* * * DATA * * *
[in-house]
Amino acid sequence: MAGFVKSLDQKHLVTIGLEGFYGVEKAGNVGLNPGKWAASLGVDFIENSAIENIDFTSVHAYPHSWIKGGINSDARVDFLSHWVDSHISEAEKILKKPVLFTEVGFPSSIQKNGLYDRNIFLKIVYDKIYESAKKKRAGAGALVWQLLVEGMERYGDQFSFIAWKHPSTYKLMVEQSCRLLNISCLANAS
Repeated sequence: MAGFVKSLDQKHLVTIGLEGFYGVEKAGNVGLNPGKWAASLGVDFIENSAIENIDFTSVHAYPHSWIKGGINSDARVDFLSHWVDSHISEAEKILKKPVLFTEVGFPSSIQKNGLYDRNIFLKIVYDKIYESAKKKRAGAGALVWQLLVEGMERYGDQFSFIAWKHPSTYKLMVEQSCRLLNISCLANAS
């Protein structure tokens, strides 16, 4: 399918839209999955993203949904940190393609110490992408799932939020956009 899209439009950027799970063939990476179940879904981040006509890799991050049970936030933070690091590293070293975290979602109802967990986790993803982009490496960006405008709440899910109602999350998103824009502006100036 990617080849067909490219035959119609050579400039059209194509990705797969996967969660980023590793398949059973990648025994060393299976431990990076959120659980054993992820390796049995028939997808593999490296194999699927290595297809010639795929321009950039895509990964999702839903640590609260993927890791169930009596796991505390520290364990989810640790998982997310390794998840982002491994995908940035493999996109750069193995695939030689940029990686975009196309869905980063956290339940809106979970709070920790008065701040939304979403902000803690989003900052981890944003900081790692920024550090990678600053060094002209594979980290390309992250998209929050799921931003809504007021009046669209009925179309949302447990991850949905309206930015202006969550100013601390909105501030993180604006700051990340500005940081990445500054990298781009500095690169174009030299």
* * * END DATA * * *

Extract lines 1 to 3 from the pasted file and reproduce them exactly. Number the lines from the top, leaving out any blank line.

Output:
[in-house]
Amino acid sequence: MAGFVKSLDQKHLVTIGLEGFYGVEKAGNVGLNPGKWAASLGVDFIENSAIENIDFTSVHAYPHSWIKGGINSDARVDFLSHWVDSHISEAEKILKKPVLFTEVGFPSSIQKNGLYDRNIFLKIVYDKIYESAKKKRAGAGALVWQLLVEGMERYGDQFSFIAWKHPSTYKLMVEQSCRLLNISCLANAS
Repeated sequence: MAGFVKSLDQKHLVTIGLEGFYGVEKAGNVGLNPGKWAASLGVDFIENSAIENIDFTSVHAYPHSWIKGGINSDARVDFLSHWVDSHISEAEKILKKPVLFTEVGFPSSIQKNGLYDRNIFLKIVYDKIYESAKKKRAGAGALVWQLLVEGMERYGDQFSFIAWKHPSTYKLMVEQSCRLLNISCLANAS